This article first appeared in Card Player magazine.
Most poker players, even logical ones, sometimes feel something has gone wrong with the law of averages. You know about the law of averages, right? Given enough time, the cards even out, and everyone’s luck is the same.
But sometimes it doesn’t seem that way, and even the most scientific gamblers lose faith. Are there other factors controlling our luck? Something beyond the science we know now? Something mysterious and untoward? Who knows? Probably not, but I can’t say definitely not. And neither should anyone.
What I do know is that you will make the most money if you play your cards as if the law of averages rules, even if there’s a haunting chance in your mind that it doesn’t. And you should never complain about your bad luck, because… well, because nobody cares about your bad luck. I was able to pull these concepts together in a column I wrote for the September, 1981 issue of Gambling Times magazine. The following is condensed from that long-forgotten column:
How I said it in 1981.
“The worst thing of all is I’m never lucky!” Having so stated, Adam took a huge gulp of hot coffee. It seemed to me that he was deliberately trying to scald his innards. “Damn!” he shouted. “Damn, that’s hot!” And he took another grimacing swallow, just to prove it.
“You wanna hear something really pathetic, M.J.C.?” he continued, using the initials that I’m known by around Gardena. Tears were bulging from his 29-year-old eyes. I guess it was because of the hot coffee, but who knows?
“Wanna hear something really pathetic?” he repeated.
Having just lost three important football bets, I could have handled sad, but not pathetic.
“This’ll just take a minute,” he said. “I’m in this 10 blind lowball game. Everybody passes. Gets around to me. I’m dealing. I look at my hand. What do you think I’ve got?”
“A pat seven?”
“No! A six! A goddamn pat six! Six, five, one, two, three! ” He tried another dramatic pause that didn’t seem very effective.
I squirmed beside him, trying to determine my best strategy of escape.
“Did you hear what I said? A six! Pat!”
Obviously he wanted some sort of acknowledgement. ” Wow! Those are hard to get. I suppose you got it beat.” In all my years of hearing lowball stories told by sad losers, I can’t remember ever hearing about a pat six that won!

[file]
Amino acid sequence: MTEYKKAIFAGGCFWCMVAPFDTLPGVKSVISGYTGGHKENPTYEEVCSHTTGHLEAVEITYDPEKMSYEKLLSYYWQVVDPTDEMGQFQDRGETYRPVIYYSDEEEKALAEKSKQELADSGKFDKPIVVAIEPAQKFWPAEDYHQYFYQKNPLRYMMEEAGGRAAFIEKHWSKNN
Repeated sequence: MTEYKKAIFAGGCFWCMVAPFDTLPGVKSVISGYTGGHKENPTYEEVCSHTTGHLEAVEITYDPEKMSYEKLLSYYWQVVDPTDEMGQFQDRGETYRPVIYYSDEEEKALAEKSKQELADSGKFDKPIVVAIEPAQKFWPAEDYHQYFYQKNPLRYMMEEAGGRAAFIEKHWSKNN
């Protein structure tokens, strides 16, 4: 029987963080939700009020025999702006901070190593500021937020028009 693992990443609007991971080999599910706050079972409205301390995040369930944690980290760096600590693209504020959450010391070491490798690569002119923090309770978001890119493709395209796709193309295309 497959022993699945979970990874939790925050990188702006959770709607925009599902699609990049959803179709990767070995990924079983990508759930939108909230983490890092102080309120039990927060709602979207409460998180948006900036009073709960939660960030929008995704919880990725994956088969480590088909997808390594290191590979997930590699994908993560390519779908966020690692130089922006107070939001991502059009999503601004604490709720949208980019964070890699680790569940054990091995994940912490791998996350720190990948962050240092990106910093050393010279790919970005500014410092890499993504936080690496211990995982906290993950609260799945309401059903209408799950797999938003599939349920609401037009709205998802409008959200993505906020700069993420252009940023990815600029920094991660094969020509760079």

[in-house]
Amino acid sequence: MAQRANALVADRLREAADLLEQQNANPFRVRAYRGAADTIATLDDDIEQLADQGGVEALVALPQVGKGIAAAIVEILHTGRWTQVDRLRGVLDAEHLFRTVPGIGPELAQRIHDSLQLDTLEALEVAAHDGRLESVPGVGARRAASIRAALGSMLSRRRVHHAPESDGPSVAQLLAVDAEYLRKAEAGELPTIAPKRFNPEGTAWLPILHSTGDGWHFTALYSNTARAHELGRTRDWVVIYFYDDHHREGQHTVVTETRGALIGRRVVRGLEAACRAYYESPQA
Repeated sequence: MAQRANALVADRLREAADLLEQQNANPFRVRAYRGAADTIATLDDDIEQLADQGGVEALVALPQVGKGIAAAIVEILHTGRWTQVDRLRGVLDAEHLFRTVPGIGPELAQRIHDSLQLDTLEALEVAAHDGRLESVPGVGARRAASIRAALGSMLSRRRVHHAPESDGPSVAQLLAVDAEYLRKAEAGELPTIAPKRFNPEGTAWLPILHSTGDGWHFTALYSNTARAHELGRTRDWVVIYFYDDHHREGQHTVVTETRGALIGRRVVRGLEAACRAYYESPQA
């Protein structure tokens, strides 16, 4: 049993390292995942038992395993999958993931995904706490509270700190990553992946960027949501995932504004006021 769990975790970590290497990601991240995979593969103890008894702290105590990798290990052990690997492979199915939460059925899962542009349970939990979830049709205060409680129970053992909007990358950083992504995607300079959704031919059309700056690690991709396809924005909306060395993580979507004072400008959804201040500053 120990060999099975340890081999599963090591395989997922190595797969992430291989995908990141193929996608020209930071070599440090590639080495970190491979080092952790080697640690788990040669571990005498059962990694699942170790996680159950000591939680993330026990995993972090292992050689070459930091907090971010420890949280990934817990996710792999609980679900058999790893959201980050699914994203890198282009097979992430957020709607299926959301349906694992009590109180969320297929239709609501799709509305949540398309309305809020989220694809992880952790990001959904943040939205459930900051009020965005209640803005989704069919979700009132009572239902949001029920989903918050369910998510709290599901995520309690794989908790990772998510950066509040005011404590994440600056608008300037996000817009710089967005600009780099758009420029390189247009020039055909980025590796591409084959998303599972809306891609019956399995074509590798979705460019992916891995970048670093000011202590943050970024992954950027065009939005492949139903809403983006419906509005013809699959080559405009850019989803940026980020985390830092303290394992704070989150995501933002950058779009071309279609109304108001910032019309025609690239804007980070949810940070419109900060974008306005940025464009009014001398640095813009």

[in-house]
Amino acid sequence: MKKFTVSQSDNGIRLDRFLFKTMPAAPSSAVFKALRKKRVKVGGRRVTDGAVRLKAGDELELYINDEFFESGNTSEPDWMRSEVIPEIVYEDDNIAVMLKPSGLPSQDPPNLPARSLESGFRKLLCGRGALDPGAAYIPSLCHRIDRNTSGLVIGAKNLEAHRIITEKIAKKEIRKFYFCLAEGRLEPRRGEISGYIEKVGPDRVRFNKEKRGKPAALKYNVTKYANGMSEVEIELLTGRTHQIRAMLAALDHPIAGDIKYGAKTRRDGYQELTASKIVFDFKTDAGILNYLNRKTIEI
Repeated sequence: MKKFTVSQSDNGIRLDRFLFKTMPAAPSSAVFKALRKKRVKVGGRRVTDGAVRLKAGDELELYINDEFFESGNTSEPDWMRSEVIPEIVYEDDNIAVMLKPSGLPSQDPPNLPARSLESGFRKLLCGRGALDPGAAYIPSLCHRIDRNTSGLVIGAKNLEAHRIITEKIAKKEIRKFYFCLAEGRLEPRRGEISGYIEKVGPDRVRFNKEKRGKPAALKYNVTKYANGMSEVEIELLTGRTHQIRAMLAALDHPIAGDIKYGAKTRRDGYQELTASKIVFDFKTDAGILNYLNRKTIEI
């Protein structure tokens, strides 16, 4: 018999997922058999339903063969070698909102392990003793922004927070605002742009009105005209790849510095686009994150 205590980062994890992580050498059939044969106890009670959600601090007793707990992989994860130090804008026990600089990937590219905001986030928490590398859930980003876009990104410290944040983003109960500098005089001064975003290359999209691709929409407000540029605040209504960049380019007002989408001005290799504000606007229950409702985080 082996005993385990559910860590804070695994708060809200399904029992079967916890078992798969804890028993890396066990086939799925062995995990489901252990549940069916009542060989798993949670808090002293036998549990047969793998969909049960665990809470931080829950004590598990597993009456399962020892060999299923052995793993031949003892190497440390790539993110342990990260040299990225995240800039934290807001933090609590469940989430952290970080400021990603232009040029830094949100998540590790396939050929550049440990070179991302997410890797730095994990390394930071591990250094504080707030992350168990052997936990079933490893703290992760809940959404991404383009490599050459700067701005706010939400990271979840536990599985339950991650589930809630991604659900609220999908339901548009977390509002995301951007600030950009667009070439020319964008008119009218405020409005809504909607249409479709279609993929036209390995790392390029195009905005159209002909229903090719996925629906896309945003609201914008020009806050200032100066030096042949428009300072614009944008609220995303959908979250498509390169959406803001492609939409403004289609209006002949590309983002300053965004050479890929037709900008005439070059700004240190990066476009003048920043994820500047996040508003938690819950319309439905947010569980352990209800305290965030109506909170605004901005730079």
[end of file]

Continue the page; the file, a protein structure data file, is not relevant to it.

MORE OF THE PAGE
“You’re damn right I got it cracked! Listen to this, M.J.C. The blind calls. How many do you think he draws?”
“That’s right! Three cards! You heard about it from someone?”
“No, just guessing.”
“Well, now guess what he made?”
“A wheel,” I speculated.
“No! A six-four!” Damn! I thought. I’d started to say six-four.
Just at that instant my true friend Art Sathmary (known professionally as A.S.Q.) appeared.
Adam said, as I started to rise, “Just one more thing. Two hands later I get dealt…”
“Hi, A.S.Q.!” I greeted. I walked briskly away from Adam, muttering apologetically, “We’re going to be late.”
Every experienced gambler hears this sort of thing all the time. The vocabulary of complaint, the language of misery, is universal. If you’re a regular poker player, you can hear echoes of similar tales right now.
Losers like to complain. Losing is a lonely experience. You suffer alone at a poker table. No one else seems aware of your tragedies. After the game, many humans need to share their agony.
Losers exaggerate. That’s because they’re not trying to convey what really happened so much as how bad they feel. You shouldn’t challenge their outrageous claims of misfortune. Merely do your duty as a human being and commiserate.